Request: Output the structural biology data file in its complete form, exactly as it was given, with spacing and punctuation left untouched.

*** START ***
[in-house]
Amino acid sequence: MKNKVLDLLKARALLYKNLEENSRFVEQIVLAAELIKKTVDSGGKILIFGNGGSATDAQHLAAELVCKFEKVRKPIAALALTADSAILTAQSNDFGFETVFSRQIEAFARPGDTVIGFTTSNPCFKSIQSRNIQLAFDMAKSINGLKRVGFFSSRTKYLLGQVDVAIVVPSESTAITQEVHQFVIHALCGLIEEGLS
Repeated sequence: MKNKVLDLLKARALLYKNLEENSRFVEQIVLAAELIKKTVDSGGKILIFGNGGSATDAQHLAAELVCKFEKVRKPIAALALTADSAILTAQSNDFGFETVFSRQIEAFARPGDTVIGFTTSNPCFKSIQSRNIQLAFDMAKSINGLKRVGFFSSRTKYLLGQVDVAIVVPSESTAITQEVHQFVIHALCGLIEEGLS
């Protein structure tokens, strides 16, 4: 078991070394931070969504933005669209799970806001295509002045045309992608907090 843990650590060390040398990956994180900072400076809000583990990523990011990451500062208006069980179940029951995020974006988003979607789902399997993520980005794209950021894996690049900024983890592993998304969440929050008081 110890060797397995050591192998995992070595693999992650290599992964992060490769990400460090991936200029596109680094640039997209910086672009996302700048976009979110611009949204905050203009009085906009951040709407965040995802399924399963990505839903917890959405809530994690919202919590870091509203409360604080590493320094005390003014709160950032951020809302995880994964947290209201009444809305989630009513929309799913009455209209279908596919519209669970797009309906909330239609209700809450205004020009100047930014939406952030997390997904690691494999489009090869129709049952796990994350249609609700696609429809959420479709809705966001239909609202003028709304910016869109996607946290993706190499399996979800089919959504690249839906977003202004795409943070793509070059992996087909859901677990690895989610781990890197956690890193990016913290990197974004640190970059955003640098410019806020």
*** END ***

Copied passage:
[in-house]
Amino acid sequence: MKNKVLDLLKARALLYKNLEENSRFVEQIVLAAELIKKTVDSGGKILIFGNGGSATDAQHLAAELVCKFEKVRKPIAALALTADSAILTAQSNDFGFETVFSRQIEAFARPGDTVIGFTTSNPCFKSIQSRNIQLAFDMAKSINGLKRVGFFSSRTKYLLGQVDVAIVVPSESTAITQEVHQFVIHALCGLIEEGLS
Repeated sequence: MKNKVLDLLKARALLYKNLEENSRFVEQIVLAAELIKKTVDSGGKILIFGNGGSATDAQHLAAELVCKFEKVRKPIAALALTADSAILTAQSNDFGFETVFSRQIEAFARPGDTVIGFTTSNPCFKSIQSRNIQLAFDMAKSINGLKRVGFFSSRTKYLLGQVDVAIVVPSESTAITQEVHQFVIHALCGLIEEGLS
């Protein structure tokens, strides 16, 4: 078991070394931070969504933005669209799970806001295509002045045309992608907090 843990650590060390040398990956994180900072400076809000583990990523990011990451500062208006069980179940029951995020974006988003979607789902399997993520980005794209950021894996690049900024983890592993998304969440929050008081 110890060797397995050591192998995992070595693999992650290599992964992060490769990400460090991936200029596109680094640039997209910086672009996302700048976009979110611009949204905050203009009085906009951040709407965040995802399924399963990505839903917890959405809530994690919202919590870091509203409360604080590493320094005390003014709160950032951020809302995880994964947290209201009444809305989630009513929309799913009455209209279908596919519209669970797009309906909330239609209700809450205004020009100047930014939406952030997390997904690691494999489009090869129709049952796990994350249609609700696609429809959420479709809705966001239909609202003028709304910016869109996607946290993706190499399996979800089919959504690249839906977003202004795409943070793509070059992996087909859901677990690895989610781990890197956690890193990016913290990197974004640190970059955003640098410019806020």